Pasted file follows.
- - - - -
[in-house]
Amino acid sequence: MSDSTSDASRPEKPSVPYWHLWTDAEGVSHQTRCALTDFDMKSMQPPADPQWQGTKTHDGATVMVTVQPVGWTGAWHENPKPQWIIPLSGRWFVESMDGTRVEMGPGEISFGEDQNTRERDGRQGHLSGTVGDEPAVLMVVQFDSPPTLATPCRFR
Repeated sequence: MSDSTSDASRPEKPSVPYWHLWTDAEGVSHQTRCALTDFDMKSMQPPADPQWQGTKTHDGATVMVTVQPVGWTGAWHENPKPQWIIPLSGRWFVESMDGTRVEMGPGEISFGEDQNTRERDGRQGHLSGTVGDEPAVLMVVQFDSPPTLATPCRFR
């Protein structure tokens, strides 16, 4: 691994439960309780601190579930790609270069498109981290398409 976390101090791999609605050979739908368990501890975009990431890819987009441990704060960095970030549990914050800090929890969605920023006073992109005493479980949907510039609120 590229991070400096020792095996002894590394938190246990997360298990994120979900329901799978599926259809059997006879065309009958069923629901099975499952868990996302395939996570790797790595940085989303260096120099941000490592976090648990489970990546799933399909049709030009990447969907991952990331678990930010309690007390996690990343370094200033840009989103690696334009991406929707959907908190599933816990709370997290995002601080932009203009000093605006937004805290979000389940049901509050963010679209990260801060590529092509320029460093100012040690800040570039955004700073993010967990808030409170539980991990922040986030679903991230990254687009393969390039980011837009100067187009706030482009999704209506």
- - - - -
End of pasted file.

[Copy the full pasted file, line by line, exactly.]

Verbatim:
[in-house]
Amino acid sequence: MSDSTSDASRPEKPSVPYWHLWTDAEGVSHQTRCALTDFDMKSMQPPADPQWQGTKTHDGATVMVTVQPVGWTGAWHENPKPQWIIPLSGRWFVESMDGTRVEMGPGEISFGEDQNTRERDGRQGHLSGTVGDEPAVLMVVQFDSPPTLATPCRFR
Repeated sequence: MSDSTSDASRPEKPSVPYWHLWTDAEGVSHQTRCALTDFDMKSMQPPADPQWQGTKTHDGATVMVTVQPVGWTGAWHENPKPQWIIPLSGRWFVESMDGTRVEMGPGEISFGEDQNTRERDGRQGHLSGTVGDEPAVLMVVQFDSPPTLATPCRFR
């Protein structure tokens, strides 16, 4: 691994439960309780601190579930790609270069498109981290398409 976390101090791999609605050979739908368990501890975009990431890819987009441990704060960095970030549990914050800090929890969605920023006073992109005493479980949907510039609120 590229991070400096020792095996002894590394938190246990997360298990994120979900329901799978599926259809059997006879065309009958069923629901099975499952868990996302395939996570790797790595940085989303260096120099941000490592976090648990489970990546799933399909049709030009990447969907991952990331678990930010309690007390996690990343370094200033840009989103690696334009991406929707959907908190599933816990709370997290995002601080932009203009000093605006937004805290979000389940049901509050963010679209990260801060590529092509320029460093100012040690800040570039955004700073993010967990808030409170539980991990922040986030679903991230990254687009393969390039980011837009100067187009706030482009999704209506």